History of dissident literature under communism gets own special day

A proposal put forward by a group of five coalition MPs to make October 12 the official Day of Samizdat was approved by the government this week. Although not a state holiday, the marking of the date as a significant day in the Czech calendar brings recognition to the people who risked and suffered persecution by the Communist state between 1948 and 1989 due to their “illicit” activities.

Miroslav Svoboda is a native of Plzeň who was involved in the publishing and distribution of samizdat materials in the west Bohemian city.

“I’m not from Prague so I wasn’t in the very centre of samizdat activity. But here in Plzeň we tried to self-publish some magazines, books and so on. Every once in a while we went to Prague and brought back what they’d published there. We also distributed petitions to release friends who had been jailed.”

Samizdat | Illustrative photo: Czech National Library

Samizdat – literally meaning “self-publishing” in Russian – took place across the Eastern Bloc and was a form of dissident activity in which people reproduced and distributed written materials that had been censored or banned by the authorities. The materials were usually produced in a makeshift way, as Miroslav Svoboda describes.

“We worked on typewriters – at the beginning it was usually only around 10-13 copies. Later we got a Cyclostyle copier, so then it was possible to print larger amounts. Gradually we reached a wider and wider audience – towards the end of the 1980s people were less afraid and more willing to read the materials and then pass them on to someone else.”

Miroslav Svoboda | Photo: Dominik Mačas,  Czech Radio

Svoboda is part of a group of people who since 2017 have been promoting the idea of marking the history of samizdat in Czechia with a special day. He says the group also included people from Poland, Slovakia and other former Eastern Bloc countries who wanted to advocate for the official recognition of such a day in their countries too – and Czechia was not the first to achieve this goal.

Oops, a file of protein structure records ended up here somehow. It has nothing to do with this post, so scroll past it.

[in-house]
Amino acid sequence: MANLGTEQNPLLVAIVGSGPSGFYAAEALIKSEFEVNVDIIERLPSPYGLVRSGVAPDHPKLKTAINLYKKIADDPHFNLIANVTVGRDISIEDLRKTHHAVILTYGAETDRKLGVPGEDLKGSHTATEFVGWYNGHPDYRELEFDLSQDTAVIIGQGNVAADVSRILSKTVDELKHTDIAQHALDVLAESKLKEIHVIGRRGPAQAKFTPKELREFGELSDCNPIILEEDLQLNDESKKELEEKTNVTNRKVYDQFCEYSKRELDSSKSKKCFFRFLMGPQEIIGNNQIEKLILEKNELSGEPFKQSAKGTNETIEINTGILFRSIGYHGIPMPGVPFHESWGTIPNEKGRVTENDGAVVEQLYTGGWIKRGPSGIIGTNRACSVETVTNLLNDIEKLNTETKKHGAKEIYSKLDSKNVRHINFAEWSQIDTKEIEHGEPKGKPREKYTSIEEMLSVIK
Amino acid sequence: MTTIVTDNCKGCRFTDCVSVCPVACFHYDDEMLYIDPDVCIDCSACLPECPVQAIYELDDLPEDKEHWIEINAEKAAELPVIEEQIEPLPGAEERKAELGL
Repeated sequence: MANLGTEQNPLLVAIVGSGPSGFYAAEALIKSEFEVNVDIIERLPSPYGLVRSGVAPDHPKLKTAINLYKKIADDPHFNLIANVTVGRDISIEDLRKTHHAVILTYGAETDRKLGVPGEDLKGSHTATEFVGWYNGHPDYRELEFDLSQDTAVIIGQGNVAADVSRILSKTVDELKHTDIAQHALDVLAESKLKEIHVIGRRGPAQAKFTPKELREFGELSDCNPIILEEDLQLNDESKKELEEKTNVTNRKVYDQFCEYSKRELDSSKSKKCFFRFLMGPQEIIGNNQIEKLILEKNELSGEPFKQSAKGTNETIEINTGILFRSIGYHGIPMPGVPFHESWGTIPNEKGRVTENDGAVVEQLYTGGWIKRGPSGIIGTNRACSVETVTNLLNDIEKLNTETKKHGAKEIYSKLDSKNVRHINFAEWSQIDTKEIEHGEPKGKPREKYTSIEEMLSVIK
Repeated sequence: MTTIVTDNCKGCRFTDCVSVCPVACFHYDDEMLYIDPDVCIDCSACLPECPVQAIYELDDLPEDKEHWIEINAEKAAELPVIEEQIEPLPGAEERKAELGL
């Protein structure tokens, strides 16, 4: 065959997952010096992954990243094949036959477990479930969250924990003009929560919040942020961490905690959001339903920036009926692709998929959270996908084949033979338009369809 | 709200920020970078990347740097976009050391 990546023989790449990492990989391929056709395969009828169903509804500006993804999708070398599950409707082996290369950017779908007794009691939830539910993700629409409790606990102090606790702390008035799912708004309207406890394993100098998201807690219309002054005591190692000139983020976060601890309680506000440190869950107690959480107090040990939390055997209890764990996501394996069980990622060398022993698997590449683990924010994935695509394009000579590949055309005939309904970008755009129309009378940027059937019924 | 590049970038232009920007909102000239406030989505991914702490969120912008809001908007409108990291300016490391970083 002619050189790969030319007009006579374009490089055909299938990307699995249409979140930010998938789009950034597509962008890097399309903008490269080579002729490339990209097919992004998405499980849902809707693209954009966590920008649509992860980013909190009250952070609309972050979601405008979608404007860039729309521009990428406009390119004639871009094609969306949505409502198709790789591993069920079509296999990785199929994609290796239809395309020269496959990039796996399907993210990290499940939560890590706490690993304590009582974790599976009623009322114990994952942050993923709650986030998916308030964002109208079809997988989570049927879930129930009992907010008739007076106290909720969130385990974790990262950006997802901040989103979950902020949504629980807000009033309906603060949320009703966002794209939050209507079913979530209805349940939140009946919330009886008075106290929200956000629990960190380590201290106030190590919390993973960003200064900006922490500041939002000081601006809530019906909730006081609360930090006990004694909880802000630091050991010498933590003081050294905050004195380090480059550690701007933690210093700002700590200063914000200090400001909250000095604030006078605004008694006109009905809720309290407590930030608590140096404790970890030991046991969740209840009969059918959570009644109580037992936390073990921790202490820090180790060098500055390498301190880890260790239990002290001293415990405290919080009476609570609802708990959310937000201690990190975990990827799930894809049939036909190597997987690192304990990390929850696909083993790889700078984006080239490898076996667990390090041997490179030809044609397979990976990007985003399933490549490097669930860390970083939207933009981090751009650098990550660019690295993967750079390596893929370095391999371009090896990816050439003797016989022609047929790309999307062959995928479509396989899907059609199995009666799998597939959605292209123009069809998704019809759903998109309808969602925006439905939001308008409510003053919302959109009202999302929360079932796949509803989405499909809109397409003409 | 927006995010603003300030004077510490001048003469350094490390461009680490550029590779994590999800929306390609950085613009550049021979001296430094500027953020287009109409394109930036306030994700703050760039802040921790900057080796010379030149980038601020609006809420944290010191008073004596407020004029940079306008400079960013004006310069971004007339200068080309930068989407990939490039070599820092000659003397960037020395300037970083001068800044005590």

“The Slovaks overtook us – they already approved the Day of Samizdat in 2020. I copied their justification letter a little bit and I wrote the whole proposal and tried to start promoting it among some MPs.”

Ivan Polanský,  from the exhibition on Slovak samizdat | Source: Samizdat.sk

The date of October 12 was chosen for the Day of Samizdat because of its connection with Ivan Polanský, a Slovak Christian activist and big publisher of samizdat literature, who was tried and sentenced to four years in prison.

“On 12 October [1988], a group of 92 Czech and Slovak samizdat publishers wrote an open letter to the then Communist president Gustáv Husák saying something along the lines of ‘You are convicting Polanský for publishing samizdat literature – we also publish samizdat literature, so either you lock us up too, or you let him go.’ It was a very interesting position, because they voluntarily revealed their identities, which didn’t usually happen, of course – it was normally all done in secret.”

Svoboda – whose name, incidentally, means “freedom” in Czech – says the decision came as welcome news after several years of campaigning for such a move.